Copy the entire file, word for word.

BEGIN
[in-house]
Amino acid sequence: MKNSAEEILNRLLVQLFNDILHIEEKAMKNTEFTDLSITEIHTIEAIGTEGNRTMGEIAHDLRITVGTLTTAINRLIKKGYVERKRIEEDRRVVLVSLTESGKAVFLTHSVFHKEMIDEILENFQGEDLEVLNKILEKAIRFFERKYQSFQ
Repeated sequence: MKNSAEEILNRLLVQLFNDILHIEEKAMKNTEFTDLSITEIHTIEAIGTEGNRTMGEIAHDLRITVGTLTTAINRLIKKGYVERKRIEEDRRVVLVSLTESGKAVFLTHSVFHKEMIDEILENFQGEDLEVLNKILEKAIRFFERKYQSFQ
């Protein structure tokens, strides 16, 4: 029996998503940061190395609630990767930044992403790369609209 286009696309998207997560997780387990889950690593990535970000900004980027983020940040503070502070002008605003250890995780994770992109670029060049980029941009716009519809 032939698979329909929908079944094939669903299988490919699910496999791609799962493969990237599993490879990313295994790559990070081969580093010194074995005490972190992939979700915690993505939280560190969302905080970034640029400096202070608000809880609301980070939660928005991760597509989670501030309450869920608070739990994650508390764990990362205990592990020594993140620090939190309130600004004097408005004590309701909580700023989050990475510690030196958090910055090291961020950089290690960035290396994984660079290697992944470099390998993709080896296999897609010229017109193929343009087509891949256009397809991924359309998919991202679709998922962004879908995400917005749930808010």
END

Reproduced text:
[in-house]
Amino acid sequence: MKNSAEEILNRLLVQLFNDILHIEEKAMKNTEFTDLSITEIHTIEAIGTEGNRTMGEIAHDLRITVGTLTTAINRLIKKGYVERKRIEEDRRVVLVSLTESGKAVFLTHSVFHKEMIDEILENFQGEDLEVLNKILEKAIRFFERKYQSFQ
Repeated sequence: MKNSAEEILNRLLVQLFNDILHIEEKAMKNTEFTDLSITEIHTIEAIGTEGNRTMGEIAHDLRITVGTLTTAINRLIKKGYVERKRIEEDRRVVLVSLTESGKAVFLTHSVFHKEMIDEILENFQGEDLEVLNKILEKAIRFFERKYQSFQ
């Protein structure tokens, strides 16, 4: 029996998503940061190395609630990767930044992403790369609209 286009696309998207997560997780387990889950690593990535970000900004980027983020940040503070502070002008605003250890995780994770992109670029060049980029941009716009519809 032939698979329909929908079944094939669903299988490919699910496999791609799962493969990237599993490879990313295994790559990070081969580093010194074995005490972190992939979700915690993505939280560190969302905080970034640029400096202070608000809880609301980070939660928005991760597509989670501030309450869920608070739990994650508390764990990362205990592990020594993140620090939190309130600004004097408005004590309701909580700023989050990475510690030196958090910055090291961020950089290690960035290396994984660079290697992944470099390998993709080896296999897609010229017109193929343009087509891949256009397809991924359309998919991202679709998922962004879908995400917005749930808010």